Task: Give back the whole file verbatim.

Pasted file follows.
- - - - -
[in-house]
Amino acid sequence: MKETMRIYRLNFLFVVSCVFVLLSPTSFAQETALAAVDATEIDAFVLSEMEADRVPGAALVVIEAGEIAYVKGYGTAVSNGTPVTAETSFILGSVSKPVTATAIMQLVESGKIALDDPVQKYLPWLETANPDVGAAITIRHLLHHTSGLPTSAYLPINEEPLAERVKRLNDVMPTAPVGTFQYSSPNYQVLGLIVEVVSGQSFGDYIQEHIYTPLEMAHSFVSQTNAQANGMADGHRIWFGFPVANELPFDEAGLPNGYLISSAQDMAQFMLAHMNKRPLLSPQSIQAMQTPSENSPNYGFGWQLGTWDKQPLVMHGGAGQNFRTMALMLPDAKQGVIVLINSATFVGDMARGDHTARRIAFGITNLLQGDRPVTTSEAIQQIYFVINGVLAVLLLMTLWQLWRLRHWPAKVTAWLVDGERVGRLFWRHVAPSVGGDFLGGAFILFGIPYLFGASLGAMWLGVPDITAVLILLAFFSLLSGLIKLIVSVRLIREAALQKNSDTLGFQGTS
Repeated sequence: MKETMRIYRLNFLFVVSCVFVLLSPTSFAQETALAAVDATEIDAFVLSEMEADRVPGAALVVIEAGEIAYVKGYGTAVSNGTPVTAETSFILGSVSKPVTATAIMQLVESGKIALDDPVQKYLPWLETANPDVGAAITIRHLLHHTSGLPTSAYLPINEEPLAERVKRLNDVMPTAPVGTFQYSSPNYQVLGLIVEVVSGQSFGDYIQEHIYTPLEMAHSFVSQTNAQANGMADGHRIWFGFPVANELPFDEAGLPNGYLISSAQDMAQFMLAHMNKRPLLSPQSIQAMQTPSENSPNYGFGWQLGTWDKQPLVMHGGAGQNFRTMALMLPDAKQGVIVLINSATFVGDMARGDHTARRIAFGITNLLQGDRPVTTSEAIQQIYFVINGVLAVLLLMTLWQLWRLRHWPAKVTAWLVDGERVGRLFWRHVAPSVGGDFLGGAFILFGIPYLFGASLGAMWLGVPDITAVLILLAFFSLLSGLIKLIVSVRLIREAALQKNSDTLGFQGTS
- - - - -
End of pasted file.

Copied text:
[in-house]
Amino acid sequence: MKETMRIYRLNFLFVVSCVFVLLSPTSFAQETALAAVDATEIDAFVLSEMEADRVPGAALVVIEAGEIAYVKGYGTAVSNGTPVTAETSFILGSVSKPVTATAIMQLVESGKIALDDPVQKYLPWLETANPDVGAAITIRHLLHHTSGLPTSAYLPINEEPLAERVKRLNDVMPTAPVGTFQYSSPNYQVLGLIVEVVSGQSFGDYIQEHIYTPLEMAHSFVSQTNAQANGMADGHRIWFGFPVANELPFDEAGLPNGYLISSAQDMAQFMLAHMNKRPLLSPQSIQAMQTPSENSPNYGFGWQLGTWDKQPLVMHGGAGQNFRTMALMLPDAKQGVIVLINSATFVGDMARGDHTARRIAFGITNLLQGDRPVTTSEAIQQIYFVINGVLAVLLLMTLWQLWRLRHWPAKVTAWLVDGERVGRLFWRHVAPSVGGDFLGGAFILFGIPYLFGASLGAMWLGVPDITAVLILLAFFSLLSGLIKLIVSVRLIREAALQKNSDTLGFQGTS
Repeated sequence: MKETMRIYRLNFLFVVSCVFVLLSPTSFAQETALAAVDATEIDAFVLSEMEADRVPGAALVVIEAGEIAYVKGYGTAVSNGTPVTAETSFILGSVSKPVTATAIMQLVESGKIALDDPVQKYLPWLETANPDVGAAITIRHLLHHTSGLPTSAYLPINEEPLAERVKRLNDVMPTAPVGTFQYSSPNYQVLGLIVEVVSGQSFGDYIQEHIYTPLEMAHSFVSQTNAQANGMADGHRIWFGFPVANELPFDEAGLPNGYLISSAQDMAQFMLAHMNKRPLLSPQSIQAMQTPSENSPNYGFGWQLGTWDKQPLVMHGGAGQNFRTMALMLPDAKQGVIVLINSATFVGDMARGDHTARRIAFGITNLLQGDRPVTTSEAIQQIYFVINGVLAVLLLMTLWQLWRLRHWPAKVTAWLVDGERVGRLFWRHVAPSVGGDFLGGAFILFGIPYLFGASLGAMWLGVPDITAVLILLAFFSLLSGLIKLIVSVRLIREAALQKNSDTLGFQGTS